If you cannot find a history for the town, or if you would like more information, look for a history of the county, and then for a history for the state.

Tip 3. How can I use interlibrary loan?

Many public and college libraries can borrow books from other libraries and archives. Only public and college libraries with microfilm readers can borrow microfilms.

  • Go to your public or college library.
  • Ask the librarian to check out a book or microfilm for you through interlibrary loan. You need to give the librarian the title of the book and the name of the author. For a microfilm, give the name and address of the archive that has the microfilm and their microfilm number.
  • The library staff will help you with their procedures. There may be a small fee.

Tip 4. What should I do if I cannot find my ancestor in a history?

Look for a historical article in a magazine about your ancestor or the area where he or she lived.

A good index of genealogical and historical magazines is PERSI (PERiodical Source Index). PERSI indexes about 5,000 magazines. You can search it by surname, county, and state.

PERSI is available at:

  • Ancestry.com.
  • Family History Centers on microfiche.
  • Family History Library.
  • Many public and college libraries.

Where To Find It

Internet

Ancestry.com has PERSI, has scanned many books, and displays them at this site.
USGenWeb.
Canada GenWeb.
Rootsweb.
CyndisList has links to thousands of sites that contain genealogy information of all kinds.

Family History Centers and the Family History Library

Many Family History Centers and the Family History Library have or can order histories. These may be available as books or on microfilms. 

Family History Centers 

Family History Centers can borrow microfilms from the Family History Library.

See Family History Centers for the address and phone number of the center nearest you. 

Family History Library

For descriptions of records available through Family History Centers or the Family History Library, click on Family History Library Catalog in the window to the left.

  • In the window to the left, click on Family History Library Catalog.
  • State records will automatically appear.
  • To find town or city records, click on the city tab, and choose a town or city.
  • To find county records, click on the county tab, and choose a county.

Archives and Libraries

Records are available in many archives and libraries.

Some major archives and libraries in the United States are:

  • The Newberry Library (Chicago, IL).
  • The Library of Congress.
  • The New England Historic and Genealogical Society Library (Boston, MA).
  • The National Archives.
  • The Allen County Public Library (Ft. Wayne, IN).

Some major archives and libraries in Canada are:

  • The National Library of Canada.
  • The National Archives of Canada.

Many college and larger public libraries have histories, particularly for their own areas. Smaller public libraries may be able to obtain the records through interlibrary loan. For information about interlibrary loan, see Tip 2.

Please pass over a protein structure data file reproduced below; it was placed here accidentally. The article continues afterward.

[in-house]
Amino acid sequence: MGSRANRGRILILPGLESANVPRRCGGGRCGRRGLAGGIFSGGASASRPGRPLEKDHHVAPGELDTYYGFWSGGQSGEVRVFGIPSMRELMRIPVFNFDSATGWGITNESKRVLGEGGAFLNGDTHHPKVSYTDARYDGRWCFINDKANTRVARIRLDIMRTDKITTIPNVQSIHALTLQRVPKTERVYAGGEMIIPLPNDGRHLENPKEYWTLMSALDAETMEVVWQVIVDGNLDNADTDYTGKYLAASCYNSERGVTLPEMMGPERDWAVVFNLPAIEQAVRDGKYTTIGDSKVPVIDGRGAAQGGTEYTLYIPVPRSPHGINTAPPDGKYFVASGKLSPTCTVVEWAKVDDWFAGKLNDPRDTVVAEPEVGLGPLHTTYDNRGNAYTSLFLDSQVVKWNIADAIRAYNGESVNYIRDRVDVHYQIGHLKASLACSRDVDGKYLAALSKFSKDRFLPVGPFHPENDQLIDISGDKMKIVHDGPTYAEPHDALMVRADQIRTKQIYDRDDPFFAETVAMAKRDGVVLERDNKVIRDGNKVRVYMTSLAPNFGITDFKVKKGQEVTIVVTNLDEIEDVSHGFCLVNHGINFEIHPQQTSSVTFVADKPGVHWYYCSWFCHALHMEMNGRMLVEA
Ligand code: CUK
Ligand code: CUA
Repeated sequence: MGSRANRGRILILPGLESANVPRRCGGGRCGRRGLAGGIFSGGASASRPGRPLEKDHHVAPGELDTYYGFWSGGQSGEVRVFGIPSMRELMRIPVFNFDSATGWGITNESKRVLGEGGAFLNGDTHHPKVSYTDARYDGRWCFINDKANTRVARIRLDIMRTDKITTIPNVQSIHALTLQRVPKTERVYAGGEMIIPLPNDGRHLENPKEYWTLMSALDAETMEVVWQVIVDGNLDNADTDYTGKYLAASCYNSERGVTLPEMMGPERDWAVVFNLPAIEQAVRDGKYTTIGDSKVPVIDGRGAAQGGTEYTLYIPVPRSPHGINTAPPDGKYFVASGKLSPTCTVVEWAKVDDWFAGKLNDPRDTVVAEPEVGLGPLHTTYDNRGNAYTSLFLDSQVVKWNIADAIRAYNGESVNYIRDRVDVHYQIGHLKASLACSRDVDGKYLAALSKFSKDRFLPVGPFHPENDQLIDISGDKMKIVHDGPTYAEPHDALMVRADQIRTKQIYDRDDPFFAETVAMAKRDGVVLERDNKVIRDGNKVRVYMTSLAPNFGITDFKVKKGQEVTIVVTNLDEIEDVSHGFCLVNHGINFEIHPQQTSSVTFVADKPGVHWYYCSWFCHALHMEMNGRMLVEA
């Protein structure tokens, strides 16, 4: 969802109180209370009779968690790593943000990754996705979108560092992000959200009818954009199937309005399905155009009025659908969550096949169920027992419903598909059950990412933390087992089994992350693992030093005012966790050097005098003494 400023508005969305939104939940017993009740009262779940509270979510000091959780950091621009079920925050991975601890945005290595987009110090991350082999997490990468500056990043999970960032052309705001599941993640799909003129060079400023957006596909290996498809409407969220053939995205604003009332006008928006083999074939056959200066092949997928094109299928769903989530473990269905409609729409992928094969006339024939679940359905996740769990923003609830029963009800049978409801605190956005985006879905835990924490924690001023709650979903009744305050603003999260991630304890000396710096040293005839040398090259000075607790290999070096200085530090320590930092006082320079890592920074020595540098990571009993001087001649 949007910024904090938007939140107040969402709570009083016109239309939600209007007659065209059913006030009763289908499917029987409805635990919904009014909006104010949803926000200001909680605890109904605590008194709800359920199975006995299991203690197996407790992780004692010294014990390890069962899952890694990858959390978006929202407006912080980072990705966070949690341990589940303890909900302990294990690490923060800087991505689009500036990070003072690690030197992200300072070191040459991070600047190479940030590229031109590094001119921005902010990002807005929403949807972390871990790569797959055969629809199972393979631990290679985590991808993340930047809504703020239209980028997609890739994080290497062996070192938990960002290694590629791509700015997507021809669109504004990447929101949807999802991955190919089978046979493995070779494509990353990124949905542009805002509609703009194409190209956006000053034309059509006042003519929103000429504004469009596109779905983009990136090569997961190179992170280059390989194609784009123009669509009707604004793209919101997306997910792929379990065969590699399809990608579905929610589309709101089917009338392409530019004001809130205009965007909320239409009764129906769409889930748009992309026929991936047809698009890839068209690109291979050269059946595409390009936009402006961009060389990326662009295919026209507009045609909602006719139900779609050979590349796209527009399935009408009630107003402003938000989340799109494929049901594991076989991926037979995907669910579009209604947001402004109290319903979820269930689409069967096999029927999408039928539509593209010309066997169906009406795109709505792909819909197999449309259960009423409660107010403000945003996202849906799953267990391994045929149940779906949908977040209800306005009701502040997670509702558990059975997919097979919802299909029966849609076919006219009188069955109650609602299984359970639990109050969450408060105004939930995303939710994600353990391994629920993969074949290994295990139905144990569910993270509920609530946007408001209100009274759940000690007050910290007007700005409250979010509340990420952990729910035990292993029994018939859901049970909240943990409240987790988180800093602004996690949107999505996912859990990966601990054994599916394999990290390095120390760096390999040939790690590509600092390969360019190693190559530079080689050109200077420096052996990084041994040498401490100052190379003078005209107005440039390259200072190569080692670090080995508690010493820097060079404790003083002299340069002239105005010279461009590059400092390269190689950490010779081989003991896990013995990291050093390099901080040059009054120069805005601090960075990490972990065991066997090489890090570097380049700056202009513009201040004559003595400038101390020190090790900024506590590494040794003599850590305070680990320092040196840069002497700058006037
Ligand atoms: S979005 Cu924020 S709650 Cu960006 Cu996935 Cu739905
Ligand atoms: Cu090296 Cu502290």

You can find addresses and phone numbers for town, county, and college libraries in the American Library Directory. The American Library Directory is available at most public and college libraries.

Addresses for many archives and libraries can be found at Ready, 'Net, Go. Select Master List of Archives, and then look for library catalogs on-line.
Most state archives and university libraries have histories, particularly for their own areas. The "Archives and Libraries" Research Wiki article of a state lists Internet and mailing addresses for several state archives, libraries, and historical societies. These organizations may have histories, and Internet sites may list their records.

To see the "Archives and Libraries" Research Wiki article for your state.


Genealogical and Historical Societies

Some records may be available at genealogical and historical societies.

You may find the names and addresses of societies in the following sources, which are available at many public and college libraries:

  • The Genealogist's Address book, by Elizabeth Petty Bentley.
  • Directory of Genealogical and Historical Societies in the U.S. and Canada, published by Iron Gate Publishing.
  • Directory of Genealogical Societies in the U.S.A. and Canada, by Mary Meyer.
  • Directory of Historical Organizations in the United States and Canada, edited by Mary Bray Wheeler.
  • The Encyclopedia of Associations, published by Gale Research Co.

You can also check Internet sites for information about societies.

  • CyndisList has links to thousands of sites that contain genealogy information of all kinds.


Genealogical Search Services

Many genealogical search services will search family histories for a fee. These sources can help you find a genealogical search service:

  • CyndisList "Professional Researchers, Volunteers & Other Research Services" lists many companies, individuals, and organizations that do research and mentions publications about how to hire a professional genealogist.
  • Advertisements in major genealogical journals may help you find a researcher.

For more information, see Hiring a Professional Genealogist.